Life Insurers demand lower GST rate of 12%

Life insurance Companies in India have demanded a lower Goods and Services Tax (GST) rate of 12 per cent on the ground that it has impacted premium costs.

At present, GST at the rate of 18 per cent is levied on most insurance schemes, compared to a previous service tax of about 15 per cent.

“It has been difficult for life insurers to absorb the higher GST rate. Premiums are already low and so we have had to pass it on to customers,” said an industry official, pointing out that the GST Council has revised rates on many items and they are hopeful that life insurance would also be taken up for a review.

“Unlike in the case of general insurance, which is a fixed expenditure, life insurance is a choice-based product.

“If the tax is high, it impacts the pricing and takes away the attractiveness of the product,” said another executive with a life insurance firm who did not wish to be named.

Gross premium income of life insurers grew by 17.65 per cent to Rs.1,39,992.03 crore between April 2017 and February 2018. This is lower than the near 31 per cent increase in gross premium income in the previous fiscal.

Life insurers had earlier sought zero rating of insurance schemes under GST but are now pitching for a 12 per cent rate.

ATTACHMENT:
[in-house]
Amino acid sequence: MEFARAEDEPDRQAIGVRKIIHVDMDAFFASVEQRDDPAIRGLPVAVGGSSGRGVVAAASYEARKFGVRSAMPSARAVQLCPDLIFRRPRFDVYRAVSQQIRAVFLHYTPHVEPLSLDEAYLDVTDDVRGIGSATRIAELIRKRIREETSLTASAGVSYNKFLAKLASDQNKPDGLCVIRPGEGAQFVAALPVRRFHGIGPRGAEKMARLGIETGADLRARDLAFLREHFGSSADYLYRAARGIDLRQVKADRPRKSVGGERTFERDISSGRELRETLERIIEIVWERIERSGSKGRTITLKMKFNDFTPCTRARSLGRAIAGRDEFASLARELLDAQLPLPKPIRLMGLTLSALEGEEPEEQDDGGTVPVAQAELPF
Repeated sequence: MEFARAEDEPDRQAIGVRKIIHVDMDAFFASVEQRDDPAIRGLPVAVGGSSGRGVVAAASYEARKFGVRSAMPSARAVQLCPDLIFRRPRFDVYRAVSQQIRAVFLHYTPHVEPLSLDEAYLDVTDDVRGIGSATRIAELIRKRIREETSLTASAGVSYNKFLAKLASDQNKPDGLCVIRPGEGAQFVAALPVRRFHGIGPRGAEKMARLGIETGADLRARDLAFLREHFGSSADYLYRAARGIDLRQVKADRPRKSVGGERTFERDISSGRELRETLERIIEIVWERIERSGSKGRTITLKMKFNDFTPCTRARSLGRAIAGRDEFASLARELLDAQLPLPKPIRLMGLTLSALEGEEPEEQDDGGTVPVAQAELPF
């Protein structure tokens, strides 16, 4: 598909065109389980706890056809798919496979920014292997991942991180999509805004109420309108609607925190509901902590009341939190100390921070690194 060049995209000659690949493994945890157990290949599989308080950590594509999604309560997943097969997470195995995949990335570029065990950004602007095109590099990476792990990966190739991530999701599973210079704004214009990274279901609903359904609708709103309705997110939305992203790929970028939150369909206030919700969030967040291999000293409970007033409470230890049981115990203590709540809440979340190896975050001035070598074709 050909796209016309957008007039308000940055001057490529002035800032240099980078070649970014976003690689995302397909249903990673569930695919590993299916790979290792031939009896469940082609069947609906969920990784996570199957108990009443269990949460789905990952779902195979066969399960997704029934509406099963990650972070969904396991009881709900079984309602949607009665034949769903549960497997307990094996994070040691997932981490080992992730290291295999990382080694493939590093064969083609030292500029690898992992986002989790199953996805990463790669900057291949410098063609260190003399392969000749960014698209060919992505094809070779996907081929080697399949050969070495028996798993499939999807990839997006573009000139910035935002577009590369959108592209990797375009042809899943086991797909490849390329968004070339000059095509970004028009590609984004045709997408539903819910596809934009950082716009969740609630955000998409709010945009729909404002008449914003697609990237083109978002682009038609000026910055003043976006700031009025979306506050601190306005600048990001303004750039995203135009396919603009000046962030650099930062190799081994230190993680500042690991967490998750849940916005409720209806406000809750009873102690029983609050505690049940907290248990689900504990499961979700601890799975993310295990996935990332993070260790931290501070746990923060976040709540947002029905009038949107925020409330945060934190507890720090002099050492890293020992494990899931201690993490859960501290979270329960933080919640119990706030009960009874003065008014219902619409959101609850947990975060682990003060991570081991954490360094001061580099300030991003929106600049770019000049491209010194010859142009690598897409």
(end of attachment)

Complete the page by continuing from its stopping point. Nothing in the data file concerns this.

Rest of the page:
The GST Council had in January exempted reinsurance schemes from GST, such as the Pradhan Mantri Fasal Bima Yojana. A number of other schemes such as the Janashree Bima Yojana, Aam Aadmi Bima Yojana and micro insurance products of up to Rs.2 lakh are also exempt from GST.

Meanwhile, the industry, including both life and non-life insurers, has now settled into the system of multiple registrations under GST, which was originally seen as a big challenge.

At present, under GST, insurance firms, along with other companies, such as banks, have to register and file returns in every State of their operations.

“It has been some time since GST was rolled out from July 1, 2017. Most companies now have their systems in place for compliance,” noted an executive with a non-life insurer, a view which was echoed by life insurers as well.

However, a system of single registration would also be welcome, they added.